Contextual Reflection

My VLF project is an artistically-based version of scientific ‘field data collection’.  It grows from my interest in links between science and art, and in re-applying scientific data and tools in an artistic context. Other important aspects of my project are exploring  the unknown and making the otherwise unheard heard. These themes are evident in pieces shown by sonic artists at  Invisible Fields, an exhibition held in Barcelona during 2011 – 2012 to explore “the invisible environment that underpins contemporary technology.”.  The exhibition also brought together leading artists, designers and scientists working on or with the radio spectrum.

Exhibits spanned a range of approaches.  Semiconductor’s piece ‘20Hz’ is a video based on radio signals from a geo-magnetic storm in the Earth’s upper atmosphere that were collected by a radio telescope in Canada.

This contrasted with Joyce Hinterding’s piece “Loops and Fields: Induction Drawings Series 4″, made with thick spirals of graphite drawn onto paper to create bespoke VLF receivers that picked up nearby VLF signals.

Some of the main differences between the works in the exhibition are the range of ways in which radio signals are processed or manipulated and the relationship between sonic and visual elements in the pieces.  Semiconductor’s piece uses radio data that has been extensively processed  combined with computer-generated graphics that suggest scientific visualisations.  Hinterding uses raw signals that are heard in real time using low-tech equipment.   The pieces also differ in their focus on natural versus made-made signals.

Also of interest here is Streetlight Storm, a piece by visual artist Katie Paterson that uses an antenna to receive the VLF signals of lightning strikes around the world.  These are then translated into light, rather than sound, by brightening and dimming the lights along Deal Pier in Kent.

My work combines several of these aspects.  For example my installation A Machine To Listen To The Sky presented listeners with unprocessed VLF focusing on natural VLF signals and low-tech equipment, combined with a 2 metre diameter weather balloon tethered high above ground that adds a very strong visual element. This tied the installation together: crossing the boundary between being visually impressive and pertaining to scientific properties. It drew in people to investigate this unusual object, and several visitors initially assumed that the installation was a physics experiment, underlining its link with science as well as art.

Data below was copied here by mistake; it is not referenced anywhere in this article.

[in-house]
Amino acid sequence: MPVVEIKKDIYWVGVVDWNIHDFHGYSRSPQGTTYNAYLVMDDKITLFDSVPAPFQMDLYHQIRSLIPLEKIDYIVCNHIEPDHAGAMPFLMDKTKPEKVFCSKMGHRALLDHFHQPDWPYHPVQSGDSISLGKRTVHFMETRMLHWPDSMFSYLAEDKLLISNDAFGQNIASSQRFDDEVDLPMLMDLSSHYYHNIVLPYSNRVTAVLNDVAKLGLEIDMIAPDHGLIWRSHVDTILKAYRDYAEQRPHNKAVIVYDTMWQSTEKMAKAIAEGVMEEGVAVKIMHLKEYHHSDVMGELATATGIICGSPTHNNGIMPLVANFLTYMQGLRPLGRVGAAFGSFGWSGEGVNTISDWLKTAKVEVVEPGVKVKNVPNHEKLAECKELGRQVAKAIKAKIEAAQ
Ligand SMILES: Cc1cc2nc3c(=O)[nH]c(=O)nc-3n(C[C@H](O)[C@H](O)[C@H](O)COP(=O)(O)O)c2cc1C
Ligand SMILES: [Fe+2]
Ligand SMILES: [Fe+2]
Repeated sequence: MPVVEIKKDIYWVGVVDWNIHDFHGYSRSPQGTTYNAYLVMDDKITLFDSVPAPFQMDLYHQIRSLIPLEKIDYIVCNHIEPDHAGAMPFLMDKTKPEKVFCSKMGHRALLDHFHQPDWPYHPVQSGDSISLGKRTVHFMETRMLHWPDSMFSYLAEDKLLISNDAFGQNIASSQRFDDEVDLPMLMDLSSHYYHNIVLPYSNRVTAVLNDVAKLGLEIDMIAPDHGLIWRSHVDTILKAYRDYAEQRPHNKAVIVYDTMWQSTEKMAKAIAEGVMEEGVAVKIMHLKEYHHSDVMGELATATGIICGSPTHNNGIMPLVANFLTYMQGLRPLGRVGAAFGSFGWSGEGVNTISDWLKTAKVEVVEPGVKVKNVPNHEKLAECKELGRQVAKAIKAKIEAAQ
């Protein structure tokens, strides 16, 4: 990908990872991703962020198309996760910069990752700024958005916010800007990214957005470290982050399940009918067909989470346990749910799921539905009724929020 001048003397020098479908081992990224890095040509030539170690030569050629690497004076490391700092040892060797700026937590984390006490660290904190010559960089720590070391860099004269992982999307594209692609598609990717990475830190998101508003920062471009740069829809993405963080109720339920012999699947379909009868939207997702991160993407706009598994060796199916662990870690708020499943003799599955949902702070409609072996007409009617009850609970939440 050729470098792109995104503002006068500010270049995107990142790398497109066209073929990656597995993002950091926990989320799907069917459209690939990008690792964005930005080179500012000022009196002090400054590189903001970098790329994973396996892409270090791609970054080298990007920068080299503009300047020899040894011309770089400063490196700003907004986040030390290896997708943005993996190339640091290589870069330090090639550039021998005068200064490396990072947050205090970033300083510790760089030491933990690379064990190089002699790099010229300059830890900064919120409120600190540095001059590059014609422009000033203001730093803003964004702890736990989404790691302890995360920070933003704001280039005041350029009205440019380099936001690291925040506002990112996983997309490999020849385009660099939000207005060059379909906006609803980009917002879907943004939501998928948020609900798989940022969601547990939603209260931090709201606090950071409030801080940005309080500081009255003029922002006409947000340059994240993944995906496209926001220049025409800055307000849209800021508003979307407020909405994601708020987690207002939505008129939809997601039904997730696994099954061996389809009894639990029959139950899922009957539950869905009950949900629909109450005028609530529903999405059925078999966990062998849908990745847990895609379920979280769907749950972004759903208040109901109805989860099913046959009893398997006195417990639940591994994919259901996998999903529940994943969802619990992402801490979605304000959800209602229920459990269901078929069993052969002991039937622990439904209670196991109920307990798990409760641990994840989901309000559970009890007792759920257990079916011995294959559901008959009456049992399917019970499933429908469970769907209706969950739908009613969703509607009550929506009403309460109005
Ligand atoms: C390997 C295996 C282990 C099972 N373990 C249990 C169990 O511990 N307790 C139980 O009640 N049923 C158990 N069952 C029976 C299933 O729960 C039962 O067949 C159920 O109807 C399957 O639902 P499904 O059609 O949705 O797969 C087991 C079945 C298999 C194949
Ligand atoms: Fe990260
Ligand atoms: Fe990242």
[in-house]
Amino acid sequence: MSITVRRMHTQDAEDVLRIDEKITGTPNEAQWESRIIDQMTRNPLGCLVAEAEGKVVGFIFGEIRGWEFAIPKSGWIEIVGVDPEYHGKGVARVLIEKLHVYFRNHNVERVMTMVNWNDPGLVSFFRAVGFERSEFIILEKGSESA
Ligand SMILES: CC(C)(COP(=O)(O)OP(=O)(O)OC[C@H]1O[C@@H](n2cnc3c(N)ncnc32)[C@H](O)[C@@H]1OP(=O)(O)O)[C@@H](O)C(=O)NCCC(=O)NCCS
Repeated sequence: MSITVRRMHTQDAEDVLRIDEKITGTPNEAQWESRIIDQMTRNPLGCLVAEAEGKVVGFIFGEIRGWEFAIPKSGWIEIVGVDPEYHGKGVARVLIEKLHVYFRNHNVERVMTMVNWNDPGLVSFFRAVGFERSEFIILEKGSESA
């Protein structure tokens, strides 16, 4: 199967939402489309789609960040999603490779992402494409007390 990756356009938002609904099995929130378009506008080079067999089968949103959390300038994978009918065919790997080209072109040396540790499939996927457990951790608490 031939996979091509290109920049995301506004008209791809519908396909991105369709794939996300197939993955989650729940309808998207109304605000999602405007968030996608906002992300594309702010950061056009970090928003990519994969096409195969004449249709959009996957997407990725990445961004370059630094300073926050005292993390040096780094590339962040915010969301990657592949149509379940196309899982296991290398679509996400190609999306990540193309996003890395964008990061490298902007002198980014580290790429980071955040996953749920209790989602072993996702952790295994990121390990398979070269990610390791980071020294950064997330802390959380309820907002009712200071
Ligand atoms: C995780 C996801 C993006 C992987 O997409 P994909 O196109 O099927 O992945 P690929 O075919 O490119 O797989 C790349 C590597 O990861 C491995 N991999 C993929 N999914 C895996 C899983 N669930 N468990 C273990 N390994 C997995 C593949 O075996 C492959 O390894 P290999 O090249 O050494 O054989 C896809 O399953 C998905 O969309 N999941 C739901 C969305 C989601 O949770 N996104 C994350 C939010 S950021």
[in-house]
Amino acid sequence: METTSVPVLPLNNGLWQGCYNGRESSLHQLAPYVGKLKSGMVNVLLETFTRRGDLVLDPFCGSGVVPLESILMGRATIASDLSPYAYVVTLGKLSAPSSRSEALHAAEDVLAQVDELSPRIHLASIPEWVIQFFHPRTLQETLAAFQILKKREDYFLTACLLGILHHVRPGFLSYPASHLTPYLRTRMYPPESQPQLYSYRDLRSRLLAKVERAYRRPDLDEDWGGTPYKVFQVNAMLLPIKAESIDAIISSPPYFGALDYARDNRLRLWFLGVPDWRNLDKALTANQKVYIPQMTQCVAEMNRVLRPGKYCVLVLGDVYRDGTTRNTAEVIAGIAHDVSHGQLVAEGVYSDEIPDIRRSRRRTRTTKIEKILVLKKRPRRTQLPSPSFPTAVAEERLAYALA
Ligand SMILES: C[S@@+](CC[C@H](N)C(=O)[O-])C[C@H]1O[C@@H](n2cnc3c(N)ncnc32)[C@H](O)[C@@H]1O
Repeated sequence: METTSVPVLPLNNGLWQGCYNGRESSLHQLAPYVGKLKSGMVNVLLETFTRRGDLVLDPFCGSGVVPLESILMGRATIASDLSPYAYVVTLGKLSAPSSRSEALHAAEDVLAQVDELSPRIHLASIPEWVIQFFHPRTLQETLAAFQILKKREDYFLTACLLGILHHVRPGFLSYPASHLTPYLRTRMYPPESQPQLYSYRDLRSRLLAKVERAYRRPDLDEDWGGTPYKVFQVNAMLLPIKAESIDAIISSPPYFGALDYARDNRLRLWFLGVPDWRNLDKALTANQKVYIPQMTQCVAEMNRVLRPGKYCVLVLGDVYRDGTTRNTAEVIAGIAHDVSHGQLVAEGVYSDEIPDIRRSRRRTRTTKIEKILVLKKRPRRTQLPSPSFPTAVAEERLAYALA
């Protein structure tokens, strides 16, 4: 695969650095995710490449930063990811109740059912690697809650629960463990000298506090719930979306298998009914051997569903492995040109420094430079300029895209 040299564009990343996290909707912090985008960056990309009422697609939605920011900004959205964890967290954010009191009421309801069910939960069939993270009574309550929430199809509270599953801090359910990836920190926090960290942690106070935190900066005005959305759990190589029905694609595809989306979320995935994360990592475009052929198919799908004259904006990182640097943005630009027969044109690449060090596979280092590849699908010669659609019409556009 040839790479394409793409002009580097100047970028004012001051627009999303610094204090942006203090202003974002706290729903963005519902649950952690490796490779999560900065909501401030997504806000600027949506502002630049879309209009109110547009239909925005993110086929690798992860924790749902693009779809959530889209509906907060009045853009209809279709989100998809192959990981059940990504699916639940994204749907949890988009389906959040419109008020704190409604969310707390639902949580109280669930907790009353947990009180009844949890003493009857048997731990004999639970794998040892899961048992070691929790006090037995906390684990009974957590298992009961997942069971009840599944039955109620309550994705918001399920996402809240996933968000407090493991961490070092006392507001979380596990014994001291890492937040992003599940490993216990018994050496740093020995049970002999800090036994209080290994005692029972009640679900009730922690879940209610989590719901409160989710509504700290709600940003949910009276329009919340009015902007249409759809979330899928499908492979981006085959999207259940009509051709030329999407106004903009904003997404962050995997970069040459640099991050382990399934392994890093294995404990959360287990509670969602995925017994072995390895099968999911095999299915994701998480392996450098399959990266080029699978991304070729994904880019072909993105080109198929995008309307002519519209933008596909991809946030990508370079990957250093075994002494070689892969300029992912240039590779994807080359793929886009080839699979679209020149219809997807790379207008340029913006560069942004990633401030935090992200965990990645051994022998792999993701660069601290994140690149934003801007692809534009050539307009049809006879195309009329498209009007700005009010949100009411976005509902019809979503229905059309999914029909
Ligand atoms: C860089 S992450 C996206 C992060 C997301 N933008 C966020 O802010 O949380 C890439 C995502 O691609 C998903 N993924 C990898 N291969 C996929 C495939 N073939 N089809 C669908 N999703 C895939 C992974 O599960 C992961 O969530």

For my piece Recording The Spirit Level I decided to use heavy processing to manipulate my VLF recordings.  Here I used a number of signal processing techniques, along with micro editing and cherry picking short sections (such as individual spherics) to create composite sections.  In one of these sections, I group together all the spherics from a one hour recording.  The final 12 minute piece was created from over two hours of raw audio.

My project also has links with earlier sound artists such as Alvin Lucier, who created Sferics 

– a ‘real time listening installation’ that he carried out in Colorado in 1981, and which involved members of the public listening to live VLF.

During my project I contacted Lucier to ask about his motivation for working with VLF.  In his reply he says:

my investigation and recordings of Sferics was simply part of my ongoing interest in acoustical and natural phenomena–brain waves, echoes, room resonances and so forth.  Sferics are one of the most lovely natural phenomena in the known universe, resonant by means of reflections from sky to earth and back.”

Ultimately my project is about making VLF phenomena audible to demystify these signals that are hidden but all around us.

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